Basic Bulgarian, Pronunciation - Consonants, Last Call
This is Part 2 of my Pronunciation guide to Bulgarian consonants.
For the pronunciation guide on vowels, check this out.
Здравейте! Как сте? :)
I'm sorry there's been a bit of a lull in my Basic Bulgarian lesson sequence, but work has just been crazy lately. I'll try to get most of the next few lessons done this weekend, so I can send them out over the coming week. This is what I've currently got in the pipeline:
- Pronunciation: this lesson, which is about pronouncing consonants correctly when they appear in certain combinations, or at the end of words. Having covered the alphabet, the pronunciation of vowels, and the pronunciation of consonants, you will only need to know where the stress falls in different words in order to read any text in Bulgarian! From now on, I will just have to indicate the stress in new vocabulary words, and you'll be able to use the rules for pronouncing vowels and consonants to figure out how to say the entire word. I'll continue making recordings on Memrise for a while, but you will see that your intuition will give you the right answer 99.99% of the time.
- More basic phrases: saying thanks, goodbye, see you soon and other useful things. We'll meet some characters who'll guide us through a series of simple, but very much real-life, dialogues using the Bulgarian we've learned so far.
- Introductions: what's your name, where are you from, what do you do, where did you hide the body, etc.
- Grammar notes: how to ask questions in Bulgarian, and the first of what will be an on-going (and fun! yay? ...) series on Bulgarian nouns and verbs.
- Bonus materials: words with which to practice the soft/hard consonant distinction (as explained in the previous lesson on consonants); and words with which to practice the stuff we'll cover in this lesson.
And now, let's conquer consonants, taking a large step towards being able to read anything in Bulgarian!
<h1>Silence of the consonants</h1>
The difference between voiced and voiceless consonants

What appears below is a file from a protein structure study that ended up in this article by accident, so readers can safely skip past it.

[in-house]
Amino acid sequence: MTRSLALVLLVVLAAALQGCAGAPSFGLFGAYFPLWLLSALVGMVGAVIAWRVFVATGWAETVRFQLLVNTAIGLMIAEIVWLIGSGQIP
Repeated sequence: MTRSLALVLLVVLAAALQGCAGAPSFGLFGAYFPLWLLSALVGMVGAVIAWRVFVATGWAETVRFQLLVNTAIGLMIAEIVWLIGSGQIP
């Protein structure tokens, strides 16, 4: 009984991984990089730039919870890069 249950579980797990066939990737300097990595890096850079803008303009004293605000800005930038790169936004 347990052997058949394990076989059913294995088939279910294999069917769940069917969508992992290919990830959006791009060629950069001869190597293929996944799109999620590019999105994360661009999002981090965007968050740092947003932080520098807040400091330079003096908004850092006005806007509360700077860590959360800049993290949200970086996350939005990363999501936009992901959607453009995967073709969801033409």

In the previous lesson, we talked about what consonants were, and compared English and Bulgarian consonants. We also discussed a few different kinds of consonants - stops (like p, t, k), fricatives (like f, v and s), nasals (m and n), affricates (ch in chips, j in jeep), and "the remaining ones".
Today, we'll focus on one more major distinction between consonant sounds - voiced vs. voiceless. Let's use an example - say "v" and hold it for 15-20 seconds. While you're doing that, put your hand on your throat, and notice the vibration coming from your vocal chords. Now do the same, except this time hold "f". Notice that the vibration is gone. That's an example of a voiced consonant (the "v") compared to a voiceless consonant (the "f").
Notice also that the only difference between these two sounds was the "voiced" part - your lips and tongue stayed in the exact same place. This is no coincidence: voiced and voiceless consonants often come in pairs. Here are the pairs in English, with the voiced consonant followed by its voiceless counterpart:
- [b] - [p]
- [g] - [k]
- [d] - [t]
- [v] - [f]
- [z] - [s]
- [ʒ] - [ʃ] (gara
ge - gari
- [dʒ] - [tʃ] (bri
dges - bri
- [ð] - [θ] (brea
the - brea
The consonants [l, m, n, ŋ, r, j, w] in English don't have any voiceless counterparts - they are all voiced. Because they are special in that way, we want to give them a name, and one already exists - they are called "sonorants". Voiceless sonorants, while absent in English, do exist; however they are extremely rare - only about 5% of the world's languages have them. One example is Welsh, which has a voiceless "l" (written "ll") as in the famous place name Llanfair...ogogogoch. In the Germanic family, Icelandic also has voiceless sonorants.
The voiced-voiceless pairs in Bulgarian are similar, with a few differences:
- Bulgarian doesn't have [ð] and [θ], and also it has the voiceless affricate [ts] (the voiced version [dz] occurs only in loanwords, so it's not usually listed as one of the sounds of Bulgarian)
- As we discussed in the previous lesson, soft consonants are distinct from their hard consonant counterparts, so we also have the pairs [bj - pj, gj - kj, dj - tj, vj - fj, zj - sj].
- Bulgarian sonorants also have a hard/soft distinction, so the additional sonorants in Bulgarian are [mj, nj, lj]. Bulgarian lacks [w] (except in loanwords), and [ŋ] is not considered a separate sound, but rather a version of [n] before [k, g].
Rule #1: voiced consonants become voiceless at the end of words
This rule exists in a number of other languages. For example, in the German phrase "Guten Tag", the second word ("day") is pronounced [ta:k] as opposed to [ta:g]. This phenomenon is common to all Slavic languages, except apparently Ukrainian and the standard dialect of Serbian, so getting used to it will help you if you ever consider Russian, Czech, or any of the other Slavic languages soon to be offered on Duolingo. Note that it is not the case in English - the words "bend" and "bent" are pronounced differently, and voicing changes the meaning of the word.
Here are some Bulgarian example words where voiced consonants become voiceless at the end of words:
t] - city
p] - a slave
k] - a scar
ʃ] - garage
s] - I
f] - gray
Quick note: the process of turning a voiced sound into a voiceless one is called "devoicing". When it happens at the end of the word, it is called "word-final devoicing". I'll use word-final devoicing from now on to talk about this process a bit more succinctly.